We saddle up the backs and leave through the pedestrian exit. Everyone else is driving off the boat. It is freezing and we are soon soaked. There was another couple hitching and I sadly admit we jumped in front of them for the better spot. I have no clue if they ever got a ride.

So we got our thumbs out. We’re girls. It’s late and cold and even in the dark we can make out these creepy arctic mountains jutting upward in the distance. We’re in a strange place where neither of us has been. And the cars are just flying by us. We start to worry. What if we don’t get a ride? This flimsy tent is hardly waterproof and we’re already soaked. We’ll freeze to death. Hours until sunup. Then, a tractor trailer pulls over. Should we do it? We have not ridden with a trucker before. We’re desperate. We jump in. It’s warm and dry and the trucker informs us that his buddy had just seen us and radioed back, “Hey, there are two girls hitchhiking in the rain. Pick them up!” So he did.

We were exhausted and our hero treated us to some Tim Horton’s coffee. Where are you headed? Ummm, Rocky Harbour. It’s off the main highway, a few hours north toward L’Anse aux Meadows. Smack dap in the middle of Gros Morne National Park, and home of our friend Erika from French school. So we’re off.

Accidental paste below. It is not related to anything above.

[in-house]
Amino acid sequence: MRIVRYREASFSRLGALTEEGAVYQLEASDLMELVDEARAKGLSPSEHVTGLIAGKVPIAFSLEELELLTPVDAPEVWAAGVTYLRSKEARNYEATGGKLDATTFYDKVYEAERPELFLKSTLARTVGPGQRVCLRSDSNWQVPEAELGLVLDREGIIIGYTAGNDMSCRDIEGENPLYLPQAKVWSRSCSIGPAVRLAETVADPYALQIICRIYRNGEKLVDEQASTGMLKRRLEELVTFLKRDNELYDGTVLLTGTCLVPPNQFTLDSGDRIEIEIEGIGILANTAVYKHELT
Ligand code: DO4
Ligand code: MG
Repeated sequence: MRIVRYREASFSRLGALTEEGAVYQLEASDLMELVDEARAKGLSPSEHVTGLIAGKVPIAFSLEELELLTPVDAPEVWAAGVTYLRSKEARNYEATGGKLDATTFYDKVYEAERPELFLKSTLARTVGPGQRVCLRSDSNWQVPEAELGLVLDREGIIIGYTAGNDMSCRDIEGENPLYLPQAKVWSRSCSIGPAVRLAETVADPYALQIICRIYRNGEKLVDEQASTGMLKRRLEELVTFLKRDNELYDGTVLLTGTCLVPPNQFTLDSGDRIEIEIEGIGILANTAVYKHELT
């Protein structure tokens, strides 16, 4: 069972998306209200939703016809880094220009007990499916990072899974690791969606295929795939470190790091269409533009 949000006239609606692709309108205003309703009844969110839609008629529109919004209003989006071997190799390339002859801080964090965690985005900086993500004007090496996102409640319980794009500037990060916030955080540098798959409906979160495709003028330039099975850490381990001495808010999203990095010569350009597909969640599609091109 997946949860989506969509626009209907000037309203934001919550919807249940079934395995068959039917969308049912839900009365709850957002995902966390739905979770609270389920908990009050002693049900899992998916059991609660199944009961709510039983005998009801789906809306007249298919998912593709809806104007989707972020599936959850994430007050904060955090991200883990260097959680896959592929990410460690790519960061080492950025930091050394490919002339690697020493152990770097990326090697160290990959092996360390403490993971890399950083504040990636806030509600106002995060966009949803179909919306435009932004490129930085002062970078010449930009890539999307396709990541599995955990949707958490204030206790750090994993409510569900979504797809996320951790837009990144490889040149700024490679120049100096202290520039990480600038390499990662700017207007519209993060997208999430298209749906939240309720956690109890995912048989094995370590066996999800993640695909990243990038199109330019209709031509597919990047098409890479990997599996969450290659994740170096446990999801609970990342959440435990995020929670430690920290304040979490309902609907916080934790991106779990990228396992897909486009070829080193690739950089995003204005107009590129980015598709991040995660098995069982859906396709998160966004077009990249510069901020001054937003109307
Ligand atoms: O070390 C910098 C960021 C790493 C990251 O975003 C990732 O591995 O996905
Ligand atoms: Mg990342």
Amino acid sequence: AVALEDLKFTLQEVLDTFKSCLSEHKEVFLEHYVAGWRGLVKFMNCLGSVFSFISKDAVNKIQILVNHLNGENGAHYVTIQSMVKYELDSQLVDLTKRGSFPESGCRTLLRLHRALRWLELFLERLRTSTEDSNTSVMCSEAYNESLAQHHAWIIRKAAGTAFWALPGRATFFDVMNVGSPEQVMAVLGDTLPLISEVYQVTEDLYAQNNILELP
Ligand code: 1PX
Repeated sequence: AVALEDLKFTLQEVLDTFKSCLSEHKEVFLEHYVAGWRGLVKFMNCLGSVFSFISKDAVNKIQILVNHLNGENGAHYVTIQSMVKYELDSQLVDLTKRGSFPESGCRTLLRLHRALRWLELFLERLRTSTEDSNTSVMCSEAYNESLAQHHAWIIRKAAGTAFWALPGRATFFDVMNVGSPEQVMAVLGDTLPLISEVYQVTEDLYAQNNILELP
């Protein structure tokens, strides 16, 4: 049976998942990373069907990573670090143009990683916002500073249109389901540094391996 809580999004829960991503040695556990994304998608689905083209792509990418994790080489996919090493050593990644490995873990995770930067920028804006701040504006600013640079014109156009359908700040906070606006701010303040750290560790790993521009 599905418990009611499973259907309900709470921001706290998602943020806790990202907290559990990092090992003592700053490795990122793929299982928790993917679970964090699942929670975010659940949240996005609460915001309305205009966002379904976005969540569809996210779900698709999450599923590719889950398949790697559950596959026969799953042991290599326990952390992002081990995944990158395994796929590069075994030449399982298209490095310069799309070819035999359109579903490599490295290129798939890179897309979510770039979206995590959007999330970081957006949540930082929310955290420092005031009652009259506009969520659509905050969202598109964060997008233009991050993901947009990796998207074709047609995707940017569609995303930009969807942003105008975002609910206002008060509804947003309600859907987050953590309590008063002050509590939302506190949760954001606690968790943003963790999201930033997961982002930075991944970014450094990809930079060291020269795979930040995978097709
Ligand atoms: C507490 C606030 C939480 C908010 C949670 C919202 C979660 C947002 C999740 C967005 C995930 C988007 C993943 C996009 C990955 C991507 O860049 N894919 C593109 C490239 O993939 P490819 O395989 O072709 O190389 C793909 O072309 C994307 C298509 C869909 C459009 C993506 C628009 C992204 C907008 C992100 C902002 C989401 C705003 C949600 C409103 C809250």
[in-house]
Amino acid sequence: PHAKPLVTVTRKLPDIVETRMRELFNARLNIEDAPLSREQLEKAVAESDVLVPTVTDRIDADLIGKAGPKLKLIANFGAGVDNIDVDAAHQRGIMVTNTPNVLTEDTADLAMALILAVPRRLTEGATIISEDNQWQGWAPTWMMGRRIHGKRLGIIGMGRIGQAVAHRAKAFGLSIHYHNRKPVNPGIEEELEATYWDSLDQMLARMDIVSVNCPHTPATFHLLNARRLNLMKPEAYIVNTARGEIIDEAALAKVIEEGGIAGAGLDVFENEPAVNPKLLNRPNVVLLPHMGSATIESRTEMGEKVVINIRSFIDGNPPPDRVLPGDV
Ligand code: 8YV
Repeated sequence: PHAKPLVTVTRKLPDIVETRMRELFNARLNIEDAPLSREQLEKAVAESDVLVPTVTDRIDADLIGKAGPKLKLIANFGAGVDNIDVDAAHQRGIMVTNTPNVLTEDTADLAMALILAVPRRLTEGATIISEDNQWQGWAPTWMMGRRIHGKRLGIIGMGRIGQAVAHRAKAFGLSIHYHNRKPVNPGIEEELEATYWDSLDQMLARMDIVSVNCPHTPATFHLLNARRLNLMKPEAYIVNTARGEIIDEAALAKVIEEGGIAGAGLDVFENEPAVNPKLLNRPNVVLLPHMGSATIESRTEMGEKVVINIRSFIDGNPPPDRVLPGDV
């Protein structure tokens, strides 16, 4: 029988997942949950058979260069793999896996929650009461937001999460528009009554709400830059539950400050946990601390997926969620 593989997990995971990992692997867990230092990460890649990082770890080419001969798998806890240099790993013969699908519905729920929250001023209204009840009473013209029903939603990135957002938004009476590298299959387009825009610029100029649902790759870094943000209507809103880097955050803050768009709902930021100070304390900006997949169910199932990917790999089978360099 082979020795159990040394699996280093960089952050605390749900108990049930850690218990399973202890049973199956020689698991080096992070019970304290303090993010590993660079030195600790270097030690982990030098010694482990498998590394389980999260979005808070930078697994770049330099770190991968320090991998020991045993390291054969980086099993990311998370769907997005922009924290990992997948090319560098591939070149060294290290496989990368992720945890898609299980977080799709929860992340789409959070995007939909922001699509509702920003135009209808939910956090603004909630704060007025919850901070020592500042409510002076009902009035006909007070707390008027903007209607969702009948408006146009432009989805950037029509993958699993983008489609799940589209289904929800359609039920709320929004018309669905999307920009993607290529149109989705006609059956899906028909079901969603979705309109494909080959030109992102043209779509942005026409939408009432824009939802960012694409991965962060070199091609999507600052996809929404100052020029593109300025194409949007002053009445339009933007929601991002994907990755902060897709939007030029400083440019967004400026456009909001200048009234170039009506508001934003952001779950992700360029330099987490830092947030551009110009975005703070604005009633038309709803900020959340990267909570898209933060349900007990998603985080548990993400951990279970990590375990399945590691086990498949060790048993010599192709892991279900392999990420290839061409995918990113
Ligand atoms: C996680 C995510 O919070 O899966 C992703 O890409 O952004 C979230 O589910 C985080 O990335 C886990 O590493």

Our trucker is Mike, from North Sydney, Nova Scotia, but he knows a lot about Newfoundland. As the sun starts to rise we gawk at the cold and barren landscape. This is the most arctic looking place I have ever seen. I was convinced that these mountains were the biggest in the east, but they barely rose above 2500’. It was the lack of trees that made it seem so raw. Our driver tells us how trucks always blow over in the wind here and we witness the “Wind Gust” signs and “Use Extreme Caution” warnings posted along the highway. It felt like a completely new country. But hey, they are different here.

To get to Rocky Harbour we need to get off the highway at Deer Lake. Our driver radios around and finds someone who is headed north off the main road. They agree to rendezvous at the Irving service station there, where at about 7am we meet up with our next ride. He’s an older man, gray haired, sweet and delighted to have two young travelers (female) as companions.

We climb into his rig and we’re off with the coming dawn. That was when I saw my first moose. It was ugly as sin, gray-furred and angry-looking, right on the other side of the guardrail. Our trucker told us he had already seen 17 moose that morning and that they’re dangerous, though not so much in a Mack Truck.

The scenery, from what I could see of it, was much like Quebec, that northern boreal forest. The trees appeared to grow sideways because of the constant wind, especially up in the northern Peninsula.